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Can Your Child Benefit from an ADHD Assessment?

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Can Your Child Benefit from an ADHD Assessment?

Attention deficit and hyperactivity disorder, or ADHD, can have dramatic ramifications for your child’s life. This condition affects his or her ability to pay attention and focus, which means they may struggle in school, or even when performing regular tasks and chores around the house.

Of course, it can be difficult to determine if your child has ADHD (or ADD) or is just going through normal development. An ADHD assessment can help determine if ADHD is present, and then guide you afterward.

How Does an ADHD Assessment Work?

It’s important to understand that these assessments are not medical tests in the sense that they require specialized equipment. In fact, the bulk of the assessment falls into either visual observation of your child, using measurement scales to rate symptoms, and conducting interviews. So, if you are concerned that your child will be subject to injections or invasive procedures, you can put those fears to rest.

There are several potential components involved in an ADHD assessment. Interviews will be conducted with you, with other relatives, and possibly with your child’s teachers. These interviews help give insight into your child’s actions and behavioral patterns. The assessment will also involve at least some portion where the assessor visually observes your child interacting with his or her environment, often while engaged in a number of different activities. You may be asked to completed questionnaires, and if your child is old enough, he or she may provide input in this form as well.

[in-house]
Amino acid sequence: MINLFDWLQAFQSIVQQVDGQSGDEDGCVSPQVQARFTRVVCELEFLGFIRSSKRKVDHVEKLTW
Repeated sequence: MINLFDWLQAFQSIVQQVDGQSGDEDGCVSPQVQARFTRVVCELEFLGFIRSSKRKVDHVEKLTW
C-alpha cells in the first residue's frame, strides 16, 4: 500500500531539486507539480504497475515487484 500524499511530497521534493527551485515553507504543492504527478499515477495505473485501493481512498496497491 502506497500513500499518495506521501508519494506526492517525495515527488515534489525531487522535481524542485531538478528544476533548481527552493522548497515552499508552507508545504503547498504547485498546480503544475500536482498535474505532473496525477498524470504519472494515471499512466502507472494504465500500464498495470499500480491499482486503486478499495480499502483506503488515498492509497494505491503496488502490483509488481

Psychological and medical tests will often be given to help rule out other potential conditions. For instance, a vision test and hearing test may be given to rule out vision and hearing problems as culprits. Blood testing for thyroid disease may also be conducted.

Based on the information gleaned in the ADHD assessment, your child’s doctor will categorize their condition into one of three types of ADHD, including inattentive, hyper-impulsive, or combined, as specified by the American Psychiatric Association. To help further refine and define their diagnosis, your child’s doctor may require an MRI or CT scan.

Is your child struggling in school? Is he or she unable to focus and pay attention? It could be ADHD, but it could also be any number of other conditions. Contact Dr. Joshua Shifrin to schedule an appointment to discuss your options and determine if an ADHD evaluation is the right step. You can also follow them on Twitter for latest news and update!

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